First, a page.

Thursday, October 9, 2008

Minks and Muscles

Dissecting has never been my first love. My first experience back in 8th grade of slicing and diceing a frog saturated in fowl smelling "apple juice looking stuff" convinced me I never wanted to do anything like that ever again! Little did I know...I'm glad I couldn't see the many well-preserved dead animals that awaited me in the future. In the years that have passed since then I have had the privilege of dissecting sheep kidneys, cow eyes, fetal pigs and many other parts of dead animals. Thankfully it has gotten a little easier for me to stomach.
For those who don't know I work as a Teacher's Assistant in an A&P I Lab. It is a very fun job! I never tire of answering question (or telling them I don't have a clue :) and seeing the look of recognition on their face when they finally understand. Well, in this past week's Lab the students were learning about muscles. Enter the Minks. Because of recent protests against the use of cats for dissecting purposes minks have become the replacement. Lucky kitties...poor minks.
The students main task was to find and label muscles on the minks. No easy task I'll assure you. As I circulated among the groups of poor "gross-out" students I learned a few things. First I discovered that mink muscle are very different from human muscle - big shocker I know. Second I learned that it doesn't take much to break a minks legs. While attempting to spread one minks arms apart in order to make dissecting his pectoralis major muscle a bit easier his little arm went "SNAP"! This is when I discovered something else - the sound of breaking bones really freaks students out! Although I apologized profusely I still think they were scarred for life, poor people.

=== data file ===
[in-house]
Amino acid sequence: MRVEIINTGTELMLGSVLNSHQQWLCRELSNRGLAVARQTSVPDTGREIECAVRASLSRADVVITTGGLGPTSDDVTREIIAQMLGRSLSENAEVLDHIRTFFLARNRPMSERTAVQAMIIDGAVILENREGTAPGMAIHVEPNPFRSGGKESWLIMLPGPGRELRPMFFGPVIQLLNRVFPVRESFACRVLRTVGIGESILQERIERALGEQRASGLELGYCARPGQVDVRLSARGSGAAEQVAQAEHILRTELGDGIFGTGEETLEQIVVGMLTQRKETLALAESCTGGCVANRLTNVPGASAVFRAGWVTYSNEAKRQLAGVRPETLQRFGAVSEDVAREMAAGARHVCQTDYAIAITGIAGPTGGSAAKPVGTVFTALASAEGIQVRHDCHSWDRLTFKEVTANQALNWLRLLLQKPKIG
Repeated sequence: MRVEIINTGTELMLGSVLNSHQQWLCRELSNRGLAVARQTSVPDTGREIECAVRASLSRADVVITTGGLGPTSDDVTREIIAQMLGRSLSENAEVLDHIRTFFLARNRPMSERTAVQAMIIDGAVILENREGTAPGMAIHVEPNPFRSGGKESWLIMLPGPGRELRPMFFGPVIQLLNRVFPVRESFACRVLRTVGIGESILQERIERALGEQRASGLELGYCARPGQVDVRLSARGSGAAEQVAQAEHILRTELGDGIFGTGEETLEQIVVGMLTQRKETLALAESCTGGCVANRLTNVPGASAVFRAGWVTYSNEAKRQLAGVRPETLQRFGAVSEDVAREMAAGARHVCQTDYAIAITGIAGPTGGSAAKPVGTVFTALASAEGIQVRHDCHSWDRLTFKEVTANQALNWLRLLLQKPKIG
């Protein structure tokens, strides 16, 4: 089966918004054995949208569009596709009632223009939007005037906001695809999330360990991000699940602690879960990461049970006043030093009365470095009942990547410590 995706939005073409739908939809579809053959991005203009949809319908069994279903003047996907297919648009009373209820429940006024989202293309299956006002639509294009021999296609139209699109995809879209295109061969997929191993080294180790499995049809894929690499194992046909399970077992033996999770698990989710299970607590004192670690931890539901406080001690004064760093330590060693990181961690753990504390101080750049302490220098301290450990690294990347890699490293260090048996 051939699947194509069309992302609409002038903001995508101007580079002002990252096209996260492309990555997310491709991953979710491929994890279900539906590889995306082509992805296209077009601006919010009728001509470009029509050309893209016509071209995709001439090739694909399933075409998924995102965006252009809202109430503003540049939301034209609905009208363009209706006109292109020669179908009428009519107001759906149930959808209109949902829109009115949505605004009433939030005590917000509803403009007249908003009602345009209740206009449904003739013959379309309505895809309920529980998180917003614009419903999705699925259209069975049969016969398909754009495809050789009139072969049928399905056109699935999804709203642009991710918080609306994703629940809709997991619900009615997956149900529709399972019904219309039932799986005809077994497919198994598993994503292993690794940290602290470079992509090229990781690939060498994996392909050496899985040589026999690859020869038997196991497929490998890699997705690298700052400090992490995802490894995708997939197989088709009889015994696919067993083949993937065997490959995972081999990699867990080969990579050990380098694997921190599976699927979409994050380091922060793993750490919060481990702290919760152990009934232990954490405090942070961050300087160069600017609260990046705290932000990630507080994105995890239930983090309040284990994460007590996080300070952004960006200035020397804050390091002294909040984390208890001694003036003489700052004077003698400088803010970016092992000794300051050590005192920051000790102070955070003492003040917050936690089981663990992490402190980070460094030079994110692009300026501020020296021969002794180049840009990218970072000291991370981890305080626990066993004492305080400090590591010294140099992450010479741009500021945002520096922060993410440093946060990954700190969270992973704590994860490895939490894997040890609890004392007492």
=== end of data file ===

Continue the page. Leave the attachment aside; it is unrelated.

Over-all, it was a good experience and everyone gained something. I have a greater appreciation for a minks muscle structure and the students have some fun A&P horror stories to tell.


Paula said...

The pictures are great; the description entertaining! Thanks for sharing. :-)

emily said...

good memories- remember the mink, it has already come in handy for remember things!